Australian citizenship crisis forces another lawmaker to resign

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Australian Senate President Stephen Parry says he will resign after finding out that he is a citizen of the United Kingdom, making him the sixth lawmaker to be forced out in a parliamentary crisis over eligibility concerns.

Australia’s High Court ruled last week that five lawmakers with dual citizenship were ineligible for election to parliament. The issue arises from Section 44 of the Constitution, which states that anyone who is under adherence to a foreign country is unable to serve in parliament.

Stephen Parry, a Liberal senator from Tasmania who has served as the leader of the upper house since July 2014, confirmed on Wednesday that he is a British citizen by virtue of his father’s birthplace. Parry said he was unaware that he held dual citizenship with the United Kingdom.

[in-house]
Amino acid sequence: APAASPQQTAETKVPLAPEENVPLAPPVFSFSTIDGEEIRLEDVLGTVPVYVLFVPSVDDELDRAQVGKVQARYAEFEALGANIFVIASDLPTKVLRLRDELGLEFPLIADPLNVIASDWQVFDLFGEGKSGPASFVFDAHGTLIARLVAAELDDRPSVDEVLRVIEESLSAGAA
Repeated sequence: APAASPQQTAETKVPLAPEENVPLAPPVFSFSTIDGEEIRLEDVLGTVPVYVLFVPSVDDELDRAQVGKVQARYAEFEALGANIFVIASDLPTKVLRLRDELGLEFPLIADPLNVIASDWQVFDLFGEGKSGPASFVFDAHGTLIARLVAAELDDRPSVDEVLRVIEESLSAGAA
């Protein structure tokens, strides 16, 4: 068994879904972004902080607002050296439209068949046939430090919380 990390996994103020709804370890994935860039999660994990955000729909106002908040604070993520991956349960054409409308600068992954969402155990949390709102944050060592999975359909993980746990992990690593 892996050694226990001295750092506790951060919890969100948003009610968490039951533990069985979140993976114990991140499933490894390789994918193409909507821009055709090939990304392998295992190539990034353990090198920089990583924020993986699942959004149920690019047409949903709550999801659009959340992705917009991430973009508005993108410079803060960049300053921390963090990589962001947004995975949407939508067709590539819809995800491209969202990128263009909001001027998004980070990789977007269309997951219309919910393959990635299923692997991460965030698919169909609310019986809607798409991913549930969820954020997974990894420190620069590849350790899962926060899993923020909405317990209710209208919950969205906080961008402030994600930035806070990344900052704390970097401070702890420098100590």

“Now that the High Court’s recent ruling has given absolute clarity to the meaning and application of Section 44(1) and as required by Section 17 of the Constitution, I will submit my resignation as both President of the Senate and as a Senator for Tasmania [on Thursday],” Parry said in a statement.

The parliamentary eligibility crisis had already forced five other lawmakers to resign, among them Deputy Prime Minister Barnaby Joyce. His resignation meant that the coalition government led by Prime Minister Malcolm Turnbull lost its one-seat majority in the lower house.

The Australian Labor Party, which is the main opposition party in parliament, announced on Monday that it is considering to initiate a legal challenge to dozens of decisions made by Turnbull’s conservative government. The decisions in question were won because of votes cast by Joyce and others.

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